- Imagine you are a corporate that knows full well it has, how shall I put it? “a high risk appetite in the Caucuses” And that you become aware that employee X is getting really hacked off with the Board and is likely to start leaking to the press, or the SFO, or both. Imagine you put in place an immediate investigation instructing a reputable firm of solicitors to investigate. Those investigations are more likely, under the bullet points above, to attract privilege because the SFO are highly likely to investigate and highly likely to prosecute, assuming they are successful in their investigation. It seems at first blush to offer more protection to the bad man corporate than the good, because only the bad man gets privilege, but that is contingent on a) the courts agreeing that the prosecution was really imminent (I agree it is more likely they would than in the facts as they were on ENRC. But that does not mean they will); and, b) it treats privilege as the central issue when what is really the central issue is more complicated, hence…
- The same company that is more likely to be able to claim privilege is less likely to be able to claim and demonstrate full cooperation. This might go to the eventual punishment it would be likely to receive and to its ability to mount defences – reputational or legal – that it took all reasonable steps to manage for, and tackle problems, when they became apparent. Also, there may be other reputational needs to attend to, like showing they are a well-run company.
- The only other benefit I can forsee is that the investigation genuinely does muck up the crime scene for the investigators and so makes it more genuinely difficult to prosecute. This depends a bit on the competence and ethicality of those conducting the investigation; an area where some lawyers have not always covered themselves in glory. Investigations can be managed for inappropriateness. Interestingly, only the SFO has made that argument though and they brought the ENRC case, and presumably takes the view that this is a risk worth taking. We may find out soon if the Court of Appeal agrees.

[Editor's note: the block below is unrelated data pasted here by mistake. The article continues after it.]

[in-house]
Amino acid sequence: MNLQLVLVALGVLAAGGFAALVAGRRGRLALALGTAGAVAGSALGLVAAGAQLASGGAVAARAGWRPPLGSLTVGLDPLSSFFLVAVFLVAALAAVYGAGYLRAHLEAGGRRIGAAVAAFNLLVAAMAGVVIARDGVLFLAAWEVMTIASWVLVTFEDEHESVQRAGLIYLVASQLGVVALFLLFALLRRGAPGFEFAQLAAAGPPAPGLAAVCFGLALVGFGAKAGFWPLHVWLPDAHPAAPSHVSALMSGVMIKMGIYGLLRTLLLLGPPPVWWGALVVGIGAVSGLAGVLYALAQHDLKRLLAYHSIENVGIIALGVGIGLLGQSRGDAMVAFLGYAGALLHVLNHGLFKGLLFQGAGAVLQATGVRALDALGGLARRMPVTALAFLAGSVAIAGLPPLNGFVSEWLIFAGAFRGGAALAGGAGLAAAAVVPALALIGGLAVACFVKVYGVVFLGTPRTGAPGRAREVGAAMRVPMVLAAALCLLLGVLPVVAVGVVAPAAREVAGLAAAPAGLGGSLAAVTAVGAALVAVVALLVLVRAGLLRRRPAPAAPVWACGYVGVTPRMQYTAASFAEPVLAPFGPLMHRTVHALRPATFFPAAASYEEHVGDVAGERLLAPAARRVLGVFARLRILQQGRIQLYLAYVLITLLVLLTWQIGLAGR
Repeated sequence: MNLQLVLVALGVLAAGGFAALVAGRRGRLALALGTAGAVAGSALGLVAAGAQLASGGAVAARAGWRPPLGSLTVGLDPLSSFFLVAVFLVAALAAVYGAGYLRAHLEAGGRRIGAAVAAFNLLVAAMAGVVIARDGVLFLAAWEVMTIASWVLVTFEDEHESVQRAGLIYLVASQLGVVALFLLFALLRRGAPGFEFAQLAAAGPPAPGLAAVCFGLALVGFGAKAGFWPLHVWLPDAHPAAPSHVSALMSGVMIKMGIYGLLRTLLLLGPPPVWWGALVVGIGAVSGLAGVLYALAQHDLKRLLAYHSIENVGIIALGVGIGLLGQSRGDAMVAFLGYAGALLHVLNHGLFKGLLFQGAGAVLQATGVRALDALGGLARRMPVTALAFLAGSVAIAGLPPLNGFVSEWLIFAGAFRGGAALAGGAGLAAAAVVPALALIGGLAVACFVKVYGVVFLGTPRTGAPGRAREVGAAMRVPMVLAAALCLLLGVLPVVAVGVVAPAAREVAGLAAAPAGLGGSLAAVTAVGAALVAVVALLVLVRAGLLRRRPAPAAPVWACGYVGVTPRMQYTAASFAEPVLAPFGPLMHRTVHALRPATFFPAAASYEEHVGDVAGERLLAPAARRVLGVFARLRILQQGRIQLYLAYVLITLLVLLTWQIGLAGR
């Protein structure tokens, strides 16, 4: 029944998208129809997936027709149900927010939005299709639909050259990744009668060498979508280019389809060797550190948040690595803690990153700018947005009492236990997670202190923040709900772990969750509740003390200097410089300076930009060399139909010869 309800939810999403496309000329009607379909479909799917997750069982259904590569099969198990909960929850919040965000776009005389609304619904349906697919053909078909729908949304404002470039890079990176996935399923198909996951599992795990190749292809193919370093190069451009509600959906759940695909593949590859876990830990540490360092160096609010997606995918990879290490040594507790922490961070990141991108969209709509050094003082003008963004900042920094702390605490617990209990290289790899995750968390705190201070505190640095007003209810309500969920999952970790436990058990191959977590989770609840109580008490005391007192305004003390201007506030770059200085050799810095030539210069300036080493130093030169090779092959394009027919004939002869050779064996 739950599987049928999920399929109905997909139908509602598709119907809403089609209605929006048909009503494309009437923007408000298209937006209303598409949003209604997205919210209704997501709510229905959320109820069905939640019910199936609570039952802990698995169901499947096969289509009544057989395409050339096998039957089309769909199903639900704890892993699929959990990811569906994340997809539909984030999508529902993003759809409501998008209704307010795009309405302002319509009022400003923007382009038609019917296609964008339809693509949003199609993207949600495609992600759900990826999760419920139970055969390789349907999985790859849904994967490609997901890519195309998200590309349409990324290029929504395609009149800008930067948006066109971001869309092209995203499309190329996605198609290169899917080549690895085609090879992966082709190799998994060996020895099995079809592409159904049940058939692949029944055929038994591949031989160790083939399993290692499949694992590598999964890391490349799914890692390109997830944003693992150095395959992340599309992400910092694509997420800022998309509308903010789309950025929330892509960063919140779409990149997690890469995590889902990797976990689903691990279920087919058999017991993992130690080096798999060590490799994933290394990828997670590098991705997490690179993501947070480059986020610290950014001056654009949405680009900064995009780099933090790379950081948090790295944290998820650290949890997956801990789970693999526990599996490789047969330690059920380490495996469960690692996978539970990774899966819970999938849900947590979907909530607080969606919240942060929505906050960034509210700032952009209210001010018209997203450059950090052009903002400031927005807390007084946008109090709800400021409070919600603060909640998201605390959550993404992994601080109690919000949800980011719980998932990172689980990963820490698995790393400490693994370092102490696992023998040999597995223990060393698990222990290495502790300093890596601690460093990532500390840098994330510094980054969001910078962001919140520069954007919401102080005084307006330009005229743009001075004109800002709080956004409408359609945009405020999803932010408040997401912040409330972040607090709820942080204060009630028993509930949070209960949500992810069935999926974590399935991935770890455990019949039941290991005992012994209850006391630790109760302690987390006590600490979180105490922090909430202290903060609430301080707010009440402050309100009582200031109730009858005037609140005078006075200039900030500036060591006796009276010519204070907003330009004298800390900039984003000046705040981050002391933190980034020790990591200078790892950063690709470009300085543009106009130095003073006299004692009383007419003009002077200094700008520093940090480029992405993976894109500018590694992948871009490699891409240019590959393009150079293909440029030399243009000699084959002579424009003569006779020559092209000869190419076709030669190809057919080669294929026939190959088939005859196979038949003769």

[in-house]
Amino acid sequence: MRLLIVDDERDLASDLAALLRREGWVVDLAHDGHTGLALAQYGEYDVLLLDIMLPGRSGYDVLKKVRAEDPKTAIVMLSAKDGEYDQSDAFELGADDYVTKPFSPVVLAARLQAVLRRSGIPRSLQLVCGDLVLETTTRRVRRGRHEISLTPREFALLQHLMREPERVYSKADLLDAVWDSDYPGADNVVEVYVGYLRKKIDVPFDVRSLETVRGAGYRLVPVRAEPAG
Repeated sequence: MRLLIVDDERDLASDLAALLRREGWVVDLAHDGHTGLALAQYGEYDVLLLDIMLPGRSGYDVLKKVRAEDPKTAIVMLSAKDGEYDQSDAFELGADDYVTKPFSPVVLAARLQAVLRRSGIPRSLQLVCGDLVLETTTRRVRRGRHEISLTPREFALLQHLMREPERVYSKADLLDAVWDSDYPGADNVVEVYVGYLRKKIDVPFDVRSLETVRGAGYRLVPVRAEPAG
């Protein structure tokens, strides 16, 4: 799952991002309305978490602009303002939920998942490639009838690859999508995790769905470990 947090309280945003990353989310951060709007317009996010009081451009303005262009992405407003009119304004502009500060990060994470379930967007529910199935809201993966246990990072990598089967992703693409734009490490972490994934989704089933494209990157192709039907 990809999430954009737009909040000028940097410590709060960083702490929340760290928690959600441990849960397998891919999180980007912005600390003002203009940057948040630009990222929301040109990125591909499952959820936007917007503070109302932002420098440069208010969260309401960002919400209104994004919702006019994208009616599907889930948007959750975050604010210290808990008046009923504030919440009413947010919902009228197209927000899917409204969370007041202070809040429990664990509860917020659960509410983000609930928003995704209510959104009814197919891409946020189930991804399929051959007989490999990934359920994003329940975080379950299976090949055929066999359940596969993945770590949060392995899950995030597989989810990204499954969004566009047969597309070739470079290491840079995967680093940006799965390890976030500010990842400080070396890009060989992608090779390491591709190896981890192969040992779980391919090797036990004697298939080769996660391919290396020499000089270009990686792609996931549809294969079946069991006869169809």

So, whilst I think there are lots of points to argue about in the ENRC judgment, and I have just scratched the surface here, I am not immediately persuaded that the criticism that is coming Mrs Justice Andrews way will be justified. Let me focus for a moment on the question of lawyers talking to other employees. Let us assume a company virtuous in intent, but somewhat lacking in competence and understanding of how it is running itself. On receiving news of a potential bribery problem it decides to find out more. Should involving a lawyer in that finding out elevate the secrecy with which that finding out is shrouded? Does that put them at an advantage over those who were more on the ball but are tackling the problem? The claim is that employee witnesses should have the protection of privilege to enable them to make a clean breast of it to the Company’s lawyer. But that privilege is the Company’s, it can be waived by the business and so the protection is not worth a lot – giving an employee witness apparent privilege may actively mislead them, and giving them nonwaivable privilege may put the lawyer in a conflict situation with the witness and the company. Put another way, and dealing with litigation privilege, litigation privilege is there to protect the production of the brief, it is not there to shroud the runnings of the company in watertight secrecy just because they pay outside lawyers to do their compliance and audit work. Corporate clients have to make a choice, and looking at privilege in the way the ENRC case does makes that choice a serious one, but also a real one. It is not a choice to be made just to test the waters, or the prosecutor’s mettle.